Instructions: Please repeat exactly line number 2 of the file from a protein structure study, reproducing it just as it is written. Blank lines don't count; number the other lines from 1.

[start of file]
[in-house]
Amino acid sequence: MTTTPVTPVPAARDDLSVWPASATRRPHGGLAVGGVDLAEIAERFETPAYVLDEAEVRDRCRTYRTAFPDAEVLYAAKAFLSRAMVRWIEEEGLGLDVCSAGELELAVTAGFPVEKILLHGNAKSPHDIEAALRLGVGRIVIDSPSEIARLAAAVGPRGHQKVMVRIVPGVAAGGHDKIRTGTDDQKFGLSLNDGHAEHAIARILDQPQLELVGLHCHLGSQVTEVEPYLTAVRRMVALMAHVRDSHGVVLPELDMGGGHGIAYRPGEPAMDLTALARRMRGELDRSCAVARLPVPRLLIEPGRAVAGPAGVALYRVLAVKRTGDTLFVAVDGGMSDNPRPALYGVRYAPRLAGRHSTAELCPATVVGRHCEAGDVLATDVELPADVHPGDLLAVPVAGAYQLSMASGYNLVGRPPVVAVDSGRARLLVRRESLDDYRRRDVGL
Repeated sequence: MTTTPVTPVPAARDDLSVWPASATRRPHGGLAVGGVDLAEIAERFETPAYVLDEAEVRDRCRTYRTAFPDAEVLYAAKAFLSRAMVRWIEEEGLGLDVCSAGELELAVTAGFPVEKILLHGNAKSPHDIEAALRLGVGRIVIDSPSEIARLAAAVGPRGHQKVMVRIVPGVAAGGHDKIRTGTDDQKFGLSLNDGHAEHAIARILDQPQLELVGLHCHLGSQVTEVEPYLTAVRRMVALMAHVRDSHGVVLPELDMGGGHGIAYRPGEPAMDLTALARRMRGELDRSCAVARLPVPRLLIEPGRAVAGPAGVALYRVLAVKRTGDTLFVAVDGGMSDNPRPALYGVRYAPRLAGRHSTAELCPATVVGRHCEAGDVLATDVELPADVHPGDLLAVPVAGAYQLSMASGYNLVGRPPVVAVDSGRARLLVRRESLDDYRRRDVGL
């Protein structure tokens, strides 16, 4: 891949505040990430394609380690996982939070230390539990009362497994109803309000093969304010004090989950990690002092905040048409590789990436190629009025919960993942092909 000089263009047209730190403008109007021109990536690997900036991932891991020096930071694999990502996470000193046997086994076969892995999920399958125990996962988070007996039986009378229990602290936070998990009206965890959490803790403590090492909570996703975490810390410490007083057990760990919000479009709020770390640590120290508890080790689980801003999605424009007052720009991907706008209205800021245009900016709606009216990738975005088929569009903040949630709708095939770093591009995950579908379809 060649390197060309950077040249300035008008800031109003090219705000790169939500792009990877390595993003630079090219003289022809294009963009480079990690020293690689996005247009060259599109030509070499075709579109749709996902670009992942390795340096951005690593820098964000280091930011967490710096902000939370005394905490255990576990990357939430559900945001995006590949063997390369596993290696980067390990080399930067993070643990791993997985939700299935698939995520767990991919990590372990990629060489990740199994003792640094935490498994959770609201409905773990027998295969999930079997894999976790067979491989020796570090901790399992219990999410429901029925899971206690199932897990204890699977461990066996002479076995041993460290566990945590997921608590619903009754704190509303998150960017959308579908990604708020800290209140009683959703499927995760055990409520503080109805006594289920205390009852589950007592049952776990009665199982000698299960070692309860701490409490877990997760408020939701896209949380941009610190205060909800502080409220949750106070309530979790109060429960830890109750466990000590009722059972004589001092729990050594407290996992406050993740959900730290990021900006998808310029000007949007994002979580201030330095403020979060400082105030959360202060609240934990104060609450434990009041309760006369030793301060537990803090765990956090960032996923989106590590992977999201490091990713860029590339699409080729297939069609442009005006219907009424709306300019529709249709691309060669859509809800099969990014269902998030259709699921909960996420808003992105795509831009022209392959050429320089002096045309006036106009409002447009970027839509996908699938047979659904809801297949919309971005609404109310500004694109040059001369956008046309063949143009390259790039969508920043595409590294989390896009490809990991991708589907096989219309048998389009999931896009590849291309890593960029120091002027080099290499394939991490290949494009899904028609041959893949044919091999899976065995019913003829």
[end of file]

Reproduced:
Amino acid sequence: MTTTPVTPVPAARDDLSVWPASATRRPHGGLAVGGVDLAEIAERFETPAYVLDEAEVRDRCRTYRTAFPDAEVLYAAKAFLSRAMVRWIEEEGLGLDVCSAGELELAVTAGFPVEKILLHGNAKSPHDIEAALRLGVGRIVIDSPSEIARLAAAVGPRGHQKVMVRIVPGVAAGGHDKIRTGTDDQKFGLSLNDGHAEHAIARILDQPQLELVGLHCHLGSQVTEVEPYLTAVRRMVALMAHVRDSHGVVLPELDMGGGHGIAYRPGEPAMDLTALARRMRGELDRSCAVARLPVPRLLIEPGRAVAGPAGVALYRVLAVKRTGDTLFVAVDGGMSDNPRPALYGVRYAPRLAGRHSTAELCPATVVGRHCEAGDVLATDVELPADVHPGDLLAVPVAGAYQLSMASGYNLVGRPPVVAVDSGRARLLVRRESLDDYRRRDVGL